Enada said there isn't much information available on what has happened with the Boko Haram suspects that have been released from detention. He said he doesn't know if they have been integrated into society or if they are planning to regroup and "unleash terror again."
"But what this has actually shown everybody is that the act of terrorism in Nigeria is not bad because government will definitely forgive you if you come out and say you are sorry," he added.
Enada also spoke out against the Nigerian government's response to attacks by Fulani herdsmen on Christian farms and villages in Nigeria's Middle Belt. Fulani are a nomadic ethnic group of livestock herders.
Over the summer, it was reported that as many as 6,000 people, mostly women and children, have been murdered by Fulani herdsmen since January.
Enada, who fled from Nigeria after his cousin was killed by Fulani herdsmen in the Benue state, said that Fulani herdsmen have taken after radical groups like Boko Haram in the last seven or eight years.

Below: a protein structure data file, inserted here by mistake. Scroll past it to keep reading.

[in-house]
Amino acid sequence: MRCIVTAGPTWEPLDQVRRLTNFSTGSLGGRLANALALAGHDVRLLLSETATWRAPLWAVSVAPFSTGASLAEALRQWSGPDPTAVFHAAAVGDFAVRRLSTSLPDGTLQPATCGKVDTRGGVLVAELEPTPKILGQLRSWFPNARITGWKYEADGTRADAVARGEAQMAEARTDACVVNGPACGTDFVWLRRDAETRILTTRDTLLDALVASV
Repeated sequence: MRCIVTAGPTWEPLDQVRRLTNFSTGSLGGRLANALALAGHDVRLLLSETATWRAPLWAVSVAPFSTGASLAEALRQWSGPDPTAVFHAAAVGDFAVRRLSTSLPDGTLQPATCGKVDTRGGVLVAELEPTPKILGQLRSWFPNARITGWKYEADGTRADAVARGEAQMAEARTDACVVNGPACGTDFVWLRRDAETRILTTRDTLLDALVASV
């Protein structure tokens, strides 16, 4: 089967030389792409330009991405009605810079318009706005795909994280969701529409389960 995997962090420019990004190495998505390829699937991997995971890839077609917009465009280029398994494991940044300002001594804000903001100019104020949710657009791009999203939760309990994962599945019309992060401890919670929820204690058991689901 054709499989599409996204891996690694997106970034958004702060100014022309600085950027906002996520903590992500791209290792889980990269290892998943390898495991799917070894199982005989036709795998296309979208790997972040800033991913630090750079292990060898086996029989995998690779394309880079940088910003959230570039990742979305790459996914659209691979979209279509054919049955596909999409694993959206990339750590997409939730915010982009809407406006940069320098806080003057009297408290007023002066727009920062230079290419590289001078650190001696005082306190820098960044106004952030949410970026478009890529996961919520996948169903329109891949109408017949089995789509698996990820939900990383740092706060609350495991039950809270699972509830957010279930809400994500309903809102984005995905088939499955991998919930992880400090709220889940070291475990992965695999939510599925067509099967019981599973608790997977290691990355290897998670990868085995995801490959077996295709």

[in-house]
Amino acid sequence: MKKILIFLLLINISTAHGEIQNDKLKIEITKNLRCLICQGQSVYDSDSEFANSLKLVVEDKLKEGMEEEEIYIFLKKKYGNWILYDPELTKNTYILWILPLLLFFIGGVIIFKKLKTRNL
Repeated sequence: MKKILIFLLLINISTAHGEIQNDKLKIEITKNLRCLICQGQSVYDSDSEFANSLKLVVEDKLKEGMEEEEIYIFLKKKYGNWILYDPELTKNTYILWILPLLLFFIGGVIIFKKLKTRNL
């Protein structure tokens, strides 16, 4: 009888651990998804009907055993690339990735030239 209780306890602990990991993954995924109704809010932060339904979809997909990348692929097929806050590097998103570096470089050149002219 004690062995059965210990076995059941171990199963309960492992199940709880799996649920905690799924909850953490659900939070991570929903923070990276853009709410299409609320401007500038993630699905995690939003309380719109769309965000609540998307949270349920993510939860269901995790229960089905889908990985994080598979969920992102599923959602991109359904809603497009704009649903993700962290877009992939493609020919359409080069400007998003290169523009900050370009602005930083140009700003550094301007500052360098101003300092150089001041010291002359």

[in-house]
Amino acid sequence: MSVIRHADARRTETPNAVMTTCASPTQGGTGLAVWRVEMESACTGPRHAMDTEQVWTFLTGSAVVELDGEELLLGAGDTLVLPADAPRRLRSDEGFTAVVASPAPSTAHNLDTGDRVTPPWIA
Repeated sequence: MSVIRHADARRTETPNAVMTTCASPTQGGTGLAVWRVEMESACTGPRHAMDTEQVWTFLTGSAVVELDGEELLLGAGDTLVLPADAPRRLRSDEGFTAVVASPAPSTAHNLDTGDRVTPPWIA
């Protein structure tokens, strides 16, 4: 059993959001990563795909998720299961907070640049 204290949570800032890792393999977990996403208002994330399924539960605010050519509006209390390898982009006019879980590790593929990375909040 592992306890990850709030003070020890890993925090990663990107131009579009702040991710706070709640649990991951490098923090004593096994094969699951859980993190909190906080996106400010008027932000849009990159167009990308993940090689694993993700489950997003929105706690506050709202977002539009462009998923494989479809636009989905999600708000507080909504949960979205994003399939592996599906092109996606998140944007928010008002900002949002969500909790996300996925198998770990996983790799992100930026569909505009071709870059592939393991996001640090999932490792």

Enada said there are similarities to Boko Haram in the way Fulani herdsmen are now attacking communities and farms with "sophisticated weapons" in order to drive out the indigenous population and occupy the land.
"Recently we have seen Fulani militias have Boko Haram branding and wreaking havoc in communities with sophisticated weapons and anyone who stands in their way is killed or decimated. When this happens, they occupy," Enada said. "It is not that they are unknown. It is just that government is looking the other way. If someone is a terrorist and overruns a community, the government should make sure certain people are arrested and prosecuted."
Enada said he isn't sure why the government isn't doing more to help return the occupied land to its rightful owners and prosecute the Fulani culprits.